Sunday, May 08, 2011

March Home Sales in Phoenix Highest Since 2007, Las Vegas March Home Sales Highest Since 2006

1. "A total of 10,352 new and resale houses and condos closed escrow in March in the Phoenix metropolitan area. That was up 44.3 percent from the month before and up 7.5 percent from a year earlier. A sharp rise in sales from February to March is normal for the season, although this year’s jump was larger than usual. March’s sales were the highest for that month since 10,712 homes sold in March 2007.  In the overall Phoenix market in March, buyers paid a median $119,000 for all new and resale houses and condos that closed escrow. That was down 0.8 percent from the month before and down 11.9 percent from a year earlier."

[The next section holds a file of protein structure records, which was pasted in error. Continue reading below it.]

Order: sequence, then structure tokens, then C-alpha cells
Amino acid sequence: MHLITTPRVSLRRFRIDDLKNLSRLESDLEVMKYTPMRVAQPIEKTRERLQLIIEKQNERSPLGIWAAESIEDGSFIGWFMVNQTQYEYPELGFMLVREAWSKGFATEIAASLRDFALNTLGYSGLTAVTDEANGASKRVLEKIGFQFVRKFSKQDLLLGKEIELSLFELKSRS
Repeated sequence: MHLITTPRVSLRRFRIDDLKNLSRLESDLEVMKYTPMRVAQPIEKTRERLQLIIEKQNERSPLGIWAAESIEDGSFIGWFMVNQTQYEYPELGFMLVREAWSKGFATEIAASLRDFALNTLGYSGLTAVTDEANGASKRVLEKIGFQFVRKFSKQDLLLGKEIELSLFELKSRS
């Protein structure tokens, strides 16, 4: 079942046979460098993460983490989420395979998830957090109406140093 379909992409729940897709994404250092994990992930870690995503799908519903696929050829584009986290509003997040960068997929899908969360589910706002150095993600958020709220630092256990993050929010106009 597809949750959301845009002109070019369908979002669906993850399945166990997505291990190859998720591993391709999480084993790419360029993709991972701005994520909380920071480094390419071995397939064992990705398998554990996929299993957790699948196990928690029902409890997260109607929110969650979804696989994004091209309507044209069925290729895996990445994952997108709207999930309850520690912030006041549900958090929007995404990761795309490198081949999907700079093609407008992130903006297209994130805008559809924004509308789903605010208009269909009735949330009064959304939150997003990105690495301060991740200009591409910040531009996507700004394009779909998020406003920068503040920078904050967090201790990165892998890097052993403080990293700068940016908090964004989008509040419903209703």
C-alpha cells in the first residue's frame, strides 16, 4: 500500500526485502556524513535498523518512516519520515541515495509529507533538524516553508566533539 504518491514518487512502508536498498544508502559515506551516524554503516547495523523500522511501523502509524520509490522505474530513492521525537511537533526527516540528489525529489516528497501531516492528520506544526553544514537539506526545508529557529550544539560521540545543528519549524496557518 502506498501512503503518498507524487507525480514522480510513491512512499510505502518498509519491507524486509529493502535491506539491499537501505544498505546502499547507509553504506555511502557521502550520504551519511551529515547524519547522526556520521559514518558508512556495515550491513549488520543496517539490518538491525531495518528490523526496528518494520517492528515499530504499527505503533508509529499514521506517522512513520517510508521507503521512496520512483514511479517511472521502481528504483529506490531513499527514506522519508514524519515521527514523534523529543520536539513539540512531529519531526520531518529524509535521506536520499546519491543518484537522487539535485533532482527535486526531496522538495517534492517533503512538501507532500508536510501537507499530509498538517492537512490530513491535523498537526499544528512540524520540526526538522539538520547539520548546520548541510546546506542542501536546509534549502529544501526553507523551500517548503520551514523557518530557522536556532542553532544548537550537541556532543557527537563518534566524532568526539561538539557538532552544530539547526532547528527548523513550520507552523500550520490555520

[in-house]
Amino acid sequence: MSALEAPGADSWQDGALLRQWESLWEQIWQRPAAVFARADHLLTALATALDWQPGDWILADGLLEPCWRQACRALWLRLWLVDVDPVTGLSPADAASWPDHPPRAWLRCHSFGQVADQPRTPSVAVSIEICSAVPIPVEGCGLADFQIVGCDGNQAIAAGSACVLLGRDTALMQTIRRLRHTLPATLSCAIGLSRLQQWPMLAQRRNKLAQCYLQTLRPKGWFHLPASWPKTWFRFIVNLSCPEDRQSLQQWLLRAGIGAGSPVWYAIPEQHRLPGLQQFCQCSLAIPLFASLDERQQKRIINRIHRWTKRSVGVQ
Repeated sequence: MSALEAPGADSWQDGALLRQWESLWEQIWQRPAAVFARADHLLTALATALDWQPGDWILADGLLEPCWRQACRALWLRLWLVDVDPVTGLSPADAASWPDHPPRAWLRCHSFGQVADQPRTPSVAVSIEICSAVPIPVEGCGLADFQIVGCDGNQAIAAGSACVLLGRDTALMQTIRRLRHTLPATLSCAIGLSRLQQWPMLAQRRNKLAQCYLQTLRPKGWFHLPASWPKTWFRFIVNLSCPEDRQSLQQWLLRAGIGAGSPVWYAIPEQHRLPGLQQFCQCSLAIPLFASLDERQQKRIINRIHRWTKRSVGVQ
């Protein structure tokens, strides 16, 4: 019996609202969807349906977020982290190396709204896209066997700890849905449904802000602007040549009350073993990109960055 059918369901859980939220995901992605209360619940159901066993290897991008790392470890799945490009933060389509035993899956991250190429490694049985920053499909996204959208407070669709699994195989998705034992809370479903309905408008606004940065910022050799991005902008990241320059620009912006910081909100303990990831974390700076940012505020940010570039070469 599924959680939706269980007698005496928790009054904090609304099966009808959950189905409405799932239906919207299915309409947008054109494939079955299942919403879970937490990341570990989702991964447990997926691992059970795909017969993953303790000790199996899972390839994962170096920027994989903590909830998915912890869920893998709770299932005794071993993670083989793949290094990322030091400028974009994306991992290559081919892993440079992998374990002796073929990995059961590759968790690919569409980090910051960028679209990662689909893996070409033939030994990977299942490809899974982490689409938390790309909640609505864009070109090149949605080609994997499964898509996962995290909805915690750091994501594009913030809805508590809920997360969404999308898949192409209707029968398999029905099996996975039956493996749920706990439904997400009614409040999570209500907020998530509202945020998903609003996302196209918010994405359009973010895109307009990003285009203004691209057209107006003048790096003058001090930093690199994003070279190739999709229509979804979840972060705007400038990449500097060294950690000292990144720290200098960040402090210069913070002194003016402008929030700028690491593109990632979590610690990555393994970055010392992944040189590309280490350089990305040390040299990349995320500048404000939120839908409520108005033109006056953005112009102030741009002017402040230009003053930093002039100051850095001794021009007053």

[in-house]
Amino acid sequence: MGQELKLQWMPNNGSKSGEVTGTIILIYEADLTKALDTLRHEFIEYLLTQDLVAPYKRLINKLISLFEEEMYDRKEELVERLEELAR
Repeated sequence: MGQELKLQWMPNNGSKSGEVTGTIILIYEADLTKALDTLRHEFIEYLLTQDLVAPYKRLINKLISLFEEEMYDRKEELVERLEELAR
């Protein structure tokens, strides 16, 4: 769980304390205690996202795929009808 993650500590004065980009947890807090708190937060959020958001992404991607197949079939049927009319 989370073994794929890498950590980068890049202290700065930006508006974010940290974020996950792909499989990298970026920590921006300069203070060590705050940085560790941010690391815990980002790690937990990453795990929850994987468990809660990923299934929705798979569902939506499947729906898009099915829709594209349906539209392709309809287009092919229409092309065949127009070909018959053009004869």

2. "In March, 4,953 new and resale houses and condos closed escrow in the Las Vegas metro areathe highest sales tally for any March since 2006, when 8,486 sold. March sales were up 27.3 percent from February and up 1.6 percent from March 2010. The median price paid for all new and resale houses and condos sold in the Las Vegas metro area in March was $117,000, down 1.7 percent from February and down 10.0 percent from a year ago."

MP: This seems like evidence that markets are working - bargain prices bring the buyers back into the market and home sales rise.  If we measured the housing market the way we measure car sales (in terms of units sold), we would say that the housing market is doing quite well.   

9 Comments:

At 5/08/2011 9:37 PM, Blogger VangelV said...

Great news?

The Phoenix area’s March median was 14.3 percent below the highest median recorded over the past year –$139,900 last June – and it stood 54.9 percent lower than the all-time peak of $264,100 in June 2006.